Sub categories: Fins | Watches


archive -Diver TestsSCUBAPRO JET CLUB FINS

IN THE PAST FEW YEARS there has been an explosion of fins onto the market. Tekkies have warmed to short stubby Jetfins with go-faster vents that have their origins in the 1960s. Freedivers, paradoxically given the purity of breath-holding, have embraced ever-more technologically advanced fins of exotic space-age composites, even ditching pairs in favour of monofins – a case of less is more. So is there still a market, especially among DIVER readers, for the simple snorkelling fin?

I’m addicted to diving, but once in a while I go and sit on a beach to chill somewhere like Lanzarote, and do a bit of snorkelling. The ease of boarding a plane with hand-luggage only is appealing. But my first trip saw me struggling to find a pair of fins that could fit in a cabin-sized case with my laptop, camera, mask and a few clothes. None of my scuba-fins would bend enough.
Eventually I contorted a pair of cheap split-fins and stuffed them in. But on leaving the sanctuary of a rock-pool and entering open water, I also encountered current.
It wasn’t strong, but it was a real struggle to make headway against it with my overly floppy flippers, which had been perfect in the pool. After that, I stayed safely in the lagoon.

The Design
Scubapro’s Jet Club is a full-foot fin. The size I tried (8/9) fitted easily into my carry-on luggage, and the light weight is well-suited for air travel and back-packing.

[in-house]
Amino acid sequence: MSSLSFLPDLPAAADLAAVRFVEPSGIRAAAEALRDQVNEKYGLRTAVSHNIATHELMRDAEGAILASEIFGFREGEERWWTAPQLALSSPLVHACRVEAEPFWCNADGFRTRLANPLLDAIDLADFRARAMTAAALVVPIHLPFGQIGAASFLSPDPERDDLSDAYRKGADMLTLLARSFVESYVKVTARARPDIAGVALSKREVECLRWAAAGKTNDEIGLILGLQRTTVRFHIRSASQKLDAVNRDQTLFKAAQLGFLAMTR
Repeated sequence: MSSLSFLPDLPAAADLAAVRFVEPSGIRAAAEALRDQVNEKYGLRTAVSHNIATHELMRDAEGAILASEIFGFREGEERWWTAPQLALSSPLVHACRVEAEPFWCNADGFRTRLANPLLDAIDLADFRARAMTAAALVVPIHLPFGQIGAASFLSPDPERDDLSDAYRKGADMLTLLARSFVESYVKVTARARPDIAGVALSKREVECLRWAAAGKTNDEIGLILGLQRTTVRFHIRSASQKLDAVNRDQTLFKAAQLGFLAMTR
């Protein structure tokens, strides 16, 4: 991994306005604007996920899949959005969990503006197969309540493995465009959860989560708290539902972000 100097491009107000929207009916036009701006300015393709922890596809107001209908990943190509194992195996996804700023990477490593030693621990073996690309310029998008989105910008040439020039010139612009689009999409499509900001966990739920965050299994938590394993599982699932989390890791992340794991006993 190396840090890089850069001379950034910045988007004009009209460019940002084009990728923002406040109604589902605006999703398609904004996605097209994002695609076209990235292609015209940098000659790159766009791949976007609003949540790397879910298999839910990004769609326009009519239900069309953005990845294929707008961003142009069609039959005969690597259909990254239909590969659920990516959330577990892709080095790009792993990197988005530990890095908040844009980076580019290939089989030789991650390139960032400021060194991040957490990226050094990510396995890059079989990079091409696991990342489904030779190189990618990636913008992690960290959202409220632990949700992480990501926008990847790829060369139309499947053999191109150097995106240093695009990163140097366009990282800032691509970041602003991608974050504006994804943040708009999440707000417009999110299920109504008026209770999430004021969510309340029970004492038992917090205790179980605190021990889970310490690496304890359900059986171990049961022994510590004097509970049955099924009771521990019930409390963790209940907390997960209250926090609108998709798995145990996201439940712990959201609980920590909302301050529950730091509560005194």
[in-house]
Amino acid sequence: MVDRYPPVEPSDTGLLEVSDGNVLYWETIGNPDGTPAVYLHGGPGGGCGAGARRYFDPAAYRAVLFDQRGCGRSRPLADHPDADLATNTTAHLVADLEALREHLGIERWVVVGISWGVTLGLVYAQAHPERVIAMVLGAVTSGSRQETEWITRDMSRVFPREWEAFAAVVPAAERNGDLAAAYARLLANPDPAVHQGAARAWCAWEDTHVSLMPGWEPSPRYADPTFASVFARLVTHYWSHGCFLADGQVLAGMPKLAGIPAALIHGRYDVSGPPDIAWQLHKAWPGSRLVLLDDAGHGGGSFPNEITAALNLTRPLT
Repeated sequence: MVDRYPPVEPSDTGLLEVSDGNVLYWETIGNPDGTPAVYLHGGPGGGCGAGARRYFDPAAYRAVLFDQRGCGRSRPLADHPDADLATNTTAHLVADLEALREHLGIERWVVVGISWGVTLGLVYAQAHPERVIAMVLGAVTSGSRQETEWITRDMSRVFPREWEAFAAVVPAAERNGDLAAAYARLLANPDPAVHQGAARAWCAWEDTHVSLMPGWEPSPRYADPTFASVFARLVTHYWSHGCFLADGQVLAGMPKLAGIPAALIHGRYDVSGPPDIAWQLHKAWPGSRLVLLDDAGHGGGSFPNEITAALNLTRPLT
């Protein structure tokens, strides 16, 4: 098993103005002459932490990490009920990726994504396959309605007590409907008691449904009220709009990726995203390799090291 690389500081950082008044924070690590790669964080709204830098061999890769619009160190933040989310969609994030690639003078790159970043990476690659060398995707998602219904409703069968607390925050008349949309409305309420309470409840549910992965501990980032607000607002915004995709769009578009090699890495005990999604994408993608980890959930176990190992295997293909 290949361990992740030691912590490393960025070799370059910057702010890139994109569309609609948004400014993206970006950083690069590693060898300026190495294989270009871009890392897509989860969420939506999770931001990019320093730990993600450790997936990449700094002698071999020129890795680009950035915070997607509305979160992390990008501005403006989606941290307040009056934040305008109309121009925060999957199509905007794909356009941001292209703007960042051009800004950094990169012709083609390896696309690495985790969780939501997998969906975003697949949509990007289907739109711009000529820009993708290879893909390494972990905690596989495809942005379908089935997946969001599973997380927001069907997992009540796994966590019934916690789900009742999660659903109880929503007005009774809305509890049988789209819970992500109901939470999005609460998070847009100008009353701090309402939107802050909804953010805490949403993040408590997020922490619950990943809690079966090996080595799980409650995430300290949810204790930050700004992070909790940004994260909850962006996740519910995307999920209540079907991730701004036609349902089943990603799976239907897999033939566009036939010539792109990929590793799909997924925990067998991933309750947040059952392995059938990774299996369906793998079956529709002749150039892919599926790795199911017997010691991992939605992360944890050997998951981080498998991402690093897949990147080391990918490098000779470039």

This composite fin blends different materials together to provide rigidity where you need it and flexibility where you don’t. The blade is fairly stiff, with a couple of inset channels designed to direct water and propulsion behind you.
Full-foot fins need to fit well or they can chafe, especially around the ankles. I mistakenly asked for a size that was very slightly too big, but after an hour I emerged unscathed. They were comfortable.

I spent a couple of very pleasant sessions snorkelling on a small pair of Mediterranean wrecks. The Jet Clubs were efficient at the surface, where a shallow flutter-kick propelled me quickly and with little effort.
Duck-diving to the seabed at 11m, where I could use a wider stroke, I thought the Jet Clubs were very good.
I did try the fins with scuba gear, but the drag of a cylinder means that these really are pool-fins.
But for casual snorkelling they are a definite contender.

So who will the Scubapro Jet Clubs appeal to, apart from me? Well, I know a lot of divers whose partners don’t dive. They often have to trade diving holidays against family trips. But while a beach holiday for the kids might mean no scuba, it’s a perfect opportunity to get your children hooked on snorkelling.
Jet Clubs would be fine for youngsters, and far more convenient to pack in the strained family luggage than a set of scuba or freediving fins!

TESTER: Steve Warren
PRICE: £35
COLOURS: Pink, red, blue and yellow



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